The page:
Scott over at Broken Toys does a neat little analysis of a pretty bizarre article concerning the author’s perceived problems with MMOs. Scott concludes something that’s pretty obvious to anyone who reads the source article: that author is equating World of Warcraft with all MMORPGs.
Yeah, WoW is popular and pretty well-known, even outside of PC gaming circles. It’s perhaps not the first MMO to breach the pop culture barrier (I’d hand that baton to EverQuest), but its success in general awareness is unprecedented. But have we truly arrived at a point where most everyone will be using WoW as a synonym for MMOs? Kind of like how Band-Aids and Kleenex are freely used in conversation for all adhesive medical strips and booger tissues?
It’s frightening to think so. I say that not because WoW is a bad game or I’m a disgruntled ex-player with a bone to pick, but because that boils down an entire genre of games down to one title and it limits newcomers’ understanding of the genre. It’s as if you were to tell a friend about movies only using The Godfather and nothing but. Great movie, but it’s not the be all, end all of cinema. And WoW is not the be all, end all of MMORPGs.
Part of this synonym connection comes from the fact that many MMOs share common features with WoW (which, in turn, “shared” its features from games before and after it), making them look somewhat similar to the uninitiated eye. We’re going to have to accept the fact that, as MMOs develop, they’re going to have to do so within a certain framework of gameplay and a UI to make it easily accessible to players who’ve long since gotten used to these setups in other games. I’ve heard grumbling about this, but really, it makes complete sense for me. You don’t reinvent the car completely when you design a new one — you work with the same basic template (four wheels, steering column, engine, transmission) but come up with something unique within those parameters. MMOs are becoming like this — we’re getting used to a chat box being in a certain place, a radar screen in our top-right, quest givers with identifying icons and soforth. Innovation through iteration.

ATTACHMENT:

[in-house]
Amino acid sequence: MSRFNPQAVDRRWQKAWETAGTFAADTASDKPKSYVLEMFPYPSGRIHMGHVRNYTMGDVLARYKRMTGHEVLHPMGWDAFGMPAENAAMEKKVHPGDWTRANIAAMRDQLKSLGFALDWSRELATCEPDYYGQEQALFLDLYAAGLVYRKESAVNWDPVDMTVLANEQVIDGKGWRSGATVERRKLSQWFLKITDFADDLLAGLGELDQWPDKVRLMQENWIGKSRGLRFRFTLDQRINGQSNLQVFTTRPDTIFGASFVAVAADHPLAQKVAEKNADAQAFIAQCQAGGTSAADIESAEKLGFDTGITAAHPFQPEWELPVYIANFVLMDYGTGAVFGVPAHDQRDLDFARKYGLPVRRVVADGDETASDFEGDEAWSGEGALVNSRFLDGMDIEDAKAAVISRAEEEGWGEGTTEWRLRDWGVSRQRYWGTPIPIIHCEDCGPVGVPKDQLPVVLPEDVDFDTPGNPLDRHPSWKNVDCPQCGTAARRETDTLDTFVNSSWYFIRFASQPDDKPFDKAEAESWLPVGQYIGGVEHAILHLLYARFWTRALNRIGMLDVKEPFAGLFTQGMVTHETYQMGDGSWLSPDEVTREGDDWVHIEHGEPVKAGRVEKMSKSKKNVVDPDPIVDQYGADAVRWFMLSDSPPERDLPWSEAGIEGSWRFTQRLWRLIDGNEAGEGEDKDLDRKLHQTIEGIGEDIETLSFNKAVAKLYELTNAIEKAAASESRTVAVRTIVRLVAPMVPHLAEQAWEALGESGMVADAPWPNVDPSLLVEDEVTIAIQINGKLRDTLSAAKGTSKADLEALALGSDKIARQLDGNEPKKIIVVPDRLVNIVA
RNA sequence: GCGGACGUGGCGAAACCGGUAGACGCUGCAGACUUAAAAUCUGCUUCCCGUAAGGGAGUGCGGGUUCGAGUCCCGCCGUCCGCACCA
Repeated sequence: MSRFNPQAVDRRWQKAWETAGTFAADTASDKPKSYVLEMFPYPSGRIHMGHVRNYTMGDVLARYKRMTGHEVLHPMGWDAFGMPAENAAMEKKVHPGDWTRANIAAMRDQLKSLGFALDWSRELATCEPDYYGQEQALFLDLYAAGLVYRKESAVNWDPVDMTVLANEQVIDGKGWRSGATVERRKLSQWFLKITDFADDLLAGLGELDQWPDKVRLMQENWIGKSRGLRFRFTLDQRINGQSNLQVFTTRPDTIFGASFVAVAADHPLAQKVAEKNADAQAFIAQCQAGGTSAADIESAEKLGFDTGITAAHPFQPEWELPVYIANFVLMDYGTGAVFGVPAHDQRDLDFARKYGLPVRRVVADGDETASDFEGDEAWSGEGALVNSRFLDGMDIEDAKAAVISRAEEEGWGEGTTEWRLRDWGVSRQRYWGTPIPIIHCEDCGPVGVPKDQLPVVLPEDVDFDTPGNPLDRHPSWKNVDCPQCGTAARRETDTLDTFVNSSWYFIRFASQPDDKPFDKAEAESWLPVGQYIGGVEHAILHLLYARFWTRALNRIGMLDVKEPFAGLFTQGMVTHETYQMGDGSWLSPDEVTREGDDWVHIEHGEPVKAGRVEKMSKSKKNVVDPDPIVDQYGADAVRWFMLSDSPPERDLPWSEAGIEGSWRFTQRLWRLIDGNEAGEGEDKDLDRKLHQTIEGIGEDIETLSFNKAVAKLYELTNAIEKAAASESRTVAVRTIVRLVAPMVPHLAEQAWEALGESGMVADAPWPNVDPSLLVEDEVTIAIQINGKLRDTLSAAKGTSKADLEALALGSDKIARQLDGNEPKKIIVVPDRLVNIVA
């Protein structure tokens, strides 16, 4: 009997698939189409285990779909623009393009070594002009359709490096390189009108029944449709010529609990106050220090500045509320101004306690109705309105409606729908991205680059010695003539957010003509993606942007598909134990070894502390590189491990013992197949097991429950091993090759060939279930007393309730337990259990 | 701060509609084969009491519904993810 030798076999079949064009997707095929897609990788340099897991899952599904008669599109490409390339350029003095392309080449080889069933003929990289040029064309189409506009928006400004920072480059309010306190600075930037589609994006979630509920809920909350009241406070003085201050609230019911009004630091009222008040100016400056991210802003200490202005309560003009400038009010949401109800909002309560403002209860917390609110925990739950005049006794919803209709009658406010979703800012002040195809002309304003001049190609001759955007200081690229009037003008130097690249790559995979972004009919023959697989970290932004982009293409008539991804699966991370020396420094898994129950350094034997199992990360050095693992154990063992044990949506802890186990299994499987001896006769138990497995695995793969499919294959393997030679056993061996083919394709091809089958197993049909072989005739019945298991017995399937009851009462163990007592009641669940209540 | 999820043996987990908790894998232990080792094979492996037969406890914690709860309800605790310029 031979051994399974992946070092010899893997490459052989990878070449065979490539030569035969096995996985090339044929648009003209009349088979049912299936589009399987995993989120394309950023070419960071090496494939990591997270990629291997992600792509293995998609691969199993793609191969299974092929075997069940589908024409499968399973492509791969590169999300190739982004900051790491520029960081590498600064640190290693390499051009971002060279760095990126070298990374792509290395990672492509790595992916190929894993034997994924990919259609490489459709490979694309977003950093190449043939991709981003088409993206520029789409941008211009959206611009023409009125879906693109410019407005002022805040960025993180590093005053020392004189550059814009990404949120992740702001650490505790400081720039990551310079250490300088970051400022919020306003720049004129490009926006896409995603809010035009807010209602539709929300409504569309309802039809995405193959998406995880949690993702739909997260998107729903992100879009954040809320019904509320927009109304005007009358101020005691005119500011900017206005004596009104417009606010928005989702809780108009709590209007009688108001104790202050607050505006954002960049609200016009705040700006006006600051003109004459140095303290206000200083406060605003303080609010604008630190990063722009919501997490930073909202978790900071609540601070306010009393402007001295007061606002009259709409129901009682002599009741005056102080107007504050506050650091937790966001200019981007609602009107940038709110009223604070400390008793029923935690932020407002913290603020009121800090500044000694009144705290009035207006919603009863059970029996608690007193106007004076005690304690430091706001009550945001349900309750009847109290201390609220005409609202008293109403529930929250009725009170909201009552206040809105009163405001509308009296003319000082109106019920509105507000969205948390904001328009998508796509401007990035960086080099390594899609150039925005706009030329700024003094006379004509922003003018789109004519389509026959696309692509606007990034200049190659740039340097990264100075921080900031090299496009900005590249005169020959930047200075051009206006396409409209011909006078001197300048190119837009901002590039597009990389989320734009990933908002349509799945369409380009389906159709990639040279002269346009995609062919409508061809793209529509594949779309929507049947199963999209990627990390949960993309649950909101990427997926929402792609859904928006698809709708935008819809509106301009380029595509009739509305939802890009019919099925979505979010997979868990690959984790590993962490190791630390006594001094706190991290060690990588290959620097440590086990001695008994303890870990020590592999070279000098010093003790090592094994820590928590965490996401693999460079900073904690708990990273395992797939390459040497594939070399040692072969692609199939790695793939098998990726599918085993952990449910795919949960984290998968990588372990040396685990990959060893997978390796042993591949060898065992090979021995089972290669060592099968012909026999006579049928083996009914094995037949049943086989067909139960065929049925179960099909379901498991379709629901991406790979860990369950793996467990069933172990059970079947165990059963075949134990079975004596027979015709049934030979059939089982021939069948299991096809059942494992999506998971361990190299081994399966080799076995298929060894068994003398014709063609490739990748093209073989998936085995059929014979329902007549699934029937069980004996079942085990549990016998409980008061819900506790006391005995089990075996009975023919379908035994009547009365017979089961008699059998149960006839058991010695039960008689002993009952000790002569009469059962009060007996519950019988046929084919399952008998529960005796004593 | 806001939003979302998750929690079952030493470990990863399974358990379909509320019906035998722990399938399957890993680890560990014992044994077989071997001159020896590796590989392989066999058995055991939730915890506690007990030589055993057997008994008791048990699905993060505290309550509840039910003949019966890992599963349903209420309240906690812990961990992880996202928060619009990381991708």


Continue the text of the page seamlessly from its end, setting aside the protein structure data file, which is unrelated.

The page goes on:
Still, that’s no excuse to get lazy and assume that WoW is the lead ambassador of MMOs, and that other titles haven’t addressed the issues that the original article’s author did. I’ve often thought WoW could be a severe handicap to players who cut their teeth on that title before anything else, because there’s an assumption that goes along with that that no other game could be as good or offer as much, and therefore, you should either play WoW or nothing at all.
Again, I’m not trash-talking WoW, but the whatever-hundred-pound gorilla in the MMO room needs to be revered a little less and its contemporaries respected a little more. It’s pretty cool the directions that other studios are going and how they haven’t let WoW deter them from their own visions. I like that Mythic is forging a path into the wild and wooly fields of RvR, or how Turbine is telling terrific stories, or how Cryptic is juiced on superhero fun, or how NC Soft keeps tanking their titles and making their players cry. Wait, scratch that last one.
In any case, call MMOs by their proper names and stop slinging lazy generalizations around, is all I’m saying.